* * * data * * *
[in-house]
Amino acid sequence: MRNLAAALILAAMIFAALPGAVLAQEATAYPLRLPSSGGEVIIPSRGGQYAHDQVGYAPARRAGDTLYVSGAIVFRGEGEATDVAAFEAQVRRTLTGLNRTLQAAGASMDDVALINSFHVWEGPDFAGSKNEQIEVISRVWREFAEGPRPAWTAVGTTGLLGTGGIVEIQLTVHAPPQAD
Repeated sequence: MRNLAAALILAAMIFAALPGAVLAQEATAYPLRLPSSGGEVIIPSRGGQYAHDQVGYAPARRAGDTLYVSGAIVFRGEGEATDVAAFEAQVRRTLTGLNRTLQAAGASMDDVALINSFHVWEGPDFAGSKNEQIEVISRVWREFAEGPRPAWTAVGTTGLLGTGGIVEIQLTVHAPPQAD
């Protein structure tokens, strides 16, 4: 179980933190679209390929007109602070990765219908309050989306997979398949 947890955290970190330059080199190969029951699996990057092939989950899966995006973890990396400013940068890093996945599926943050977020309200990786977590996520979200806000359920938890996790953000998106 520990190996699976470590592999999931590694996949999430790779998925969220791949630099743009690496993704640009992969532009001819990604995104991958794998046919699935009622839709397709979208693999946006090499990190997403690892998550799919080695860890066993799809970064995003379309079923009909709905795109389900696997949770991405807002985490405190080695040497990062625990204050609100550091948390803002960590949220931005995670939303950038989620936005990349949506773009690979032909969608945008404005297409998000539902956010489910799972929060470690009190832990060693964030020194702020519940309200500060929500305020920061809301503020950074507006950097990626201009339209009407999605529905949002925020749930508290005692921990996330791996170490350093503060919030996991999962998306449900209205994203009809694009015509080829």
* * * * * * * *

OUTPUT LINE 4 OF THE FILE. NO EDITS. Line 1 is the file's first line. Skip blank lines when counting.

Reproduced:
């Protein structure tokens, strides 16, 4: 179980933190679209390929007109602070990765219908309050989306997979398949 947890955290970190330059080199190969029951699996990057092939989950899966995006973890990396400013940068890093996945599926943050977020309200990786977590996520979200806000359920938890996790953000998106 520990190996699976470590592999999931590694996949999430790779998925969220791949630099743009690496993704640009992969532009001819990604995104991958794998046919699935009622839709397709979208693999946006090499990190997403690892998550799919080695860890066993799809970064995003379309079923009909709905795109389900696997949770991405807002985490405190080695040497990062625990204050609100550091948390803002960590949220931005995670939303950038989620936005990349949506773009690979032909969608945008404005297409998000539902956010489910799972929060470690009190832990060693964030020194702020519940309200500060929500305020920061809301503020950074507006950097990626201009339209009407999605529905949002925020749930508290005692921990996330791996170490350093503060919030996991999962998306449900209205994203009809694009015509080829």